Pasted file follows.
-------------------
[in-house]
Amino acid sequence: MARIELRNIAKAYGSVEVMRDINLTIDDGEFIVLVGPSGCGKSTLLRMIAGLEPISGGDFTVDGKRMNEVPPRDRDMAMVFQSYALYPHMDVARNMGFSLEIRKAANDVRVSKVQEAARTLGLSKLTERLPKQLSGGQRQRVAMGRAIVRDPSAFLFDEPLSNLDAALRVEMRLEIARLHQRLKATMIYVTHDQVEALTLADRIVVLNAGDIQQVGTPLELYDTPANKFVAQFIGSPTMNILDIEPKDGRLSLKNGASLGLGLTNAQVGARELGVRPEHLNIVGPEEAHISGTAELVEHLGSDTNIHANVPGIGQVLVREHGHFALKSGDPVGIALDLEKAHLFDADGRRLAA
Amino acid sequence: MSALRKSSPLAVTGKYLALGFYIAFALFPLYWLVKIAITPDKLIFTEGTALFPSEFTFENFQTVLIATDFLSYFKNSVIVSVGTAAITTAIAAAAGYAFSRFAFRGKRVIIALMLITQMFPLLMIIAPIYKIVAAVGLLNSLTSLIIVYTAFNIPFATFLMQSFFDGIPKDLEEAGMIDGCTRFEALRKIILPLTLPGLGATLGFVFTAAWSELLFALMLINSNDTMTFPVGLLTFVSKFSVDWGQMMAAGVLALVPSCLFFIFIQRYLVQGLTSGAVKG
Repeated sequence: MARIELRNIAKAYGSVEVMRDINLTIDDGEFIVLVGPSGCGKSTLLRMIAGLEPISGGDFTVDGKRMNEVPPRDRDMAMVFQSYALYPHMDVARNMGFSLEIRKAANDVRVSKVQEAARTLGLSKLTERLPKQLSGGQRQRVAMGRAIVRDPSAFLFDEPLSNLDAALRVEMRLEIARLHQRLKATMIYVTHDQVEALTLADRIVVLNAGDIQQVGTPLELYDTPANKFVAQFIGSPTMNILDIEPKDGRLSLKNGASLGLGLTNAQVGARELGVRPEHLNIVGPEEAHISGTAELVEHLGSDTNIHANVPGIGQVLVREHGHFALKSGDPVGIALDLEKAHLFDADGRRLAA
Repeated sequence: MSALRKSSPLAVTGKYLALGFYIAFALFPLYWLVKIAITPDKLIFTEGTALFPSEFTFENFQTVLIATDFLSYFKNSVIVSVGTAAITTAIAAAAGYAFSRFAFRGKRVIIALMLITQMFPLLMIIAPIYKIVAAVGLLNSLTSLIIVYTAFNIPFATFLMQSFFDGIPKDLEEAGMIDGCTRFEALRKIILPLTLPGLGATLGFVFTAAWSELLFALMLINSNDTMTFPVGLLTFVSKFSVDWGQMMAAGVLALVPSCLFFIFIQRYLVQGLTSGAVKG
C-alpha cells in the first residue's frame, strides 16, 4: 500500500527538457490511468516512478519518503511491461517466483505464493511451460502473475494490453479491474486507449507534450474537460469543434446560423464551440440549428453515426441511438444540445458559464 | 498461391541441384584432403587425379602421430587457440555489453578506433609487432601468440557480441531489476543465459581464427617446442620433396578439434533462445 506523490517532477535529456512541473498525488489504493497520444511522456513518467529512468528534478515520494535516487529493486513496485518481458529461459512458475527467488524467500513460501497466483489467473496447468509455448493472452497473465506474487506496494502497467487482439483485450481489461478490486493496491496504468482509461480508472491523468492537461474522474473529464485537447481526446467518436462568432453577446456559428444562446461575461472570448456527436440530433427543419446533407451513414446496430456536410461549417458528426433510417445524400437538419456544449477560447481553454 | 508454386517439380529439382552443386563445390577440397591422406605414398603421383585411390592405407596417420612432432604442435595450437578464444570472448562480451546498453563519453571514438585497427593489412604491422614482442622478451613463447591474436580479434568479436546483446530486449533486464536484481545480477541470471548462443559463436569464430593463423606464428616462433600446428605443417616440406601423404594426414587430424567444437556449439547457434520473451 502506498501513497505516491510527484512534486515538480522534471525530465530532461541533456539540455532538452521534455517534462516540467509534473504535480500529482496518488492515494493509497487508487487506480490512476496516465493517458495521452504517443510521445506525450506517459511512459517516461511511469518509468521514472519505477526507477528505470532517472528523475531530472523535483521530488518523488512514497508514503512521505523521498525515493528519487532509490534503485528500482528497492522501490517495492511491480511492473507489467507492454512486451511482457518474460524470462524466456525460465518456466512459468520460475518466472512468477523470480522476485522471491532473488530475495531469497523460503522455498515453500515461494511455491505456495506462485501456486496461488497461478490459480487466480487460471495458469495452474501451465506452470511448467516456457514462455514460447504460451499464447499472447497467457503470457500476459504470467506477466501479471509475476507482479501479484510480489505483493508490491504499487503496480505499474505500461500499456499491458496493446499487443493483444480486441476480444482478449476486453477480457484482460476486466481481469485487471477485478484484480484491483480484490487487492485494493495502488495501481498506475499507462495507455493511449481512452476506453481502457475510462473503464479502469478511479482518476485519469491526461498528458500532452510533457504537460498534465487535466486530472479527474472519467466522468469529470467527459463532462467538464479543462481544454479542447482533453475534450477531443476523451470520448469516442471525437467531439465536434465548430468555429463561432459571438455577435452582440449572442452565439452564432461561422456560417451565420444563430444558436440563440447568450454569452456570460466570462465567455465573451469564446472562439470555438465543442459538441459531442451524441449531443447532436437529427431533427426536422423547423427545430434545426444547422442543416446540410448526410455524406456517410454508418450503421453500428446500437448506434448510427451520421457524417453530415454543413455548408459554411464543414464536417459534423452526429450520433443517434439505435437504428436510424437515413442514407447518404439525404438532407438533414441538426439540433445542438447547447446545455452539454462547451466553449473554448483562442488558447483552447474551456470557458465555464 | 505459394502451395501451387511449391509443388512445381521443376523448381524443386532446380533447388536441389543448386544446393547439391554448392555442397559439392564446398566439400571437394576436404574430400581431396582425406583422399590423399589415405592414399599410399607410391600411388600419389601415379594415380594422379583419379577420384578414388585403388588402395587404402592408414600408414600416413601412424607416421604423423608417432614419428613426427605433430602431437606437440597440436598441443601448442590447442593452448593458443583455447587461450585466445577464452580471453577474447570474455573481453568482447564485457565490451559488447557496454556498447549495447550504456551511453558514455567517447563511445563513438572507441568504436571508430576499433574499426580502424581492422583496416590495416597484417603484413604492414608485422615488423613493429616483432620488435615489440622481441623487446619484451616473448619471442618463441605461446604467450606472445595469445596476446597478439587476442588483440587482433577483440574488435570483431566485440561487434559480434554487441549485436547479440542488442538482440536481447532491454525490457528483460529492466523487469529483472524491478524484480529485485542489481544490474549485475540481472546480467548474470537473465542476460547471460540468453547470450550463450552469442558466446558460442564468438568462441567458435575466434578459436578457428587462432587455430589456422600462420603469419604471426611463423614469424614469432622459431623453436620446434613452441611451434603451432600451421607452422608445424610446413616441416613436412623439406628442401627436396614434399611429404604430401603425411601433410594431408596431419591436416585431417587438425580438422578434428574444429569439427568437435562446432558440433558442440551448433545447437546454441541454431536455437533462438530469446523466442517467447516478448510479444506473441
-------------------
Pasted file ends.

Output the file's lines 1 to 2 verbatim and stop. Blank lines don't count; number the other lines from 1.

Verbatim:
[in-house]
Amino acid sequence: MARIELRNIAKAYGSVEVMRDINLTIDDGEFIVLVGPSGCGKSTLLRMIAGLEPISGGDFTVDGKRMNEVPPRDRDMAMVFQSYALYPHMDVARNMGFSLEIRKAANDVRVSKVQEAARTLGLSKLTERLPKQLSGGQRQRVAMGRAIVRDPSAFLFDEPLSNLDAALRVEMRLEIARLHQRLKATMIYVTHDQVEALTLADRIVVLNAGDIQQVGTPLELYDTPANKFVAQFIGSPTMNILDIEPKDGRLSLKNGASLGLGLTNAQVGARELGVRPEHLNIVGPEEAHISGTAELVEHLGSDTNIHANVPGIGQVLVREHGHFALKSGDPVGIALDLEKAHLFDADGRRLAA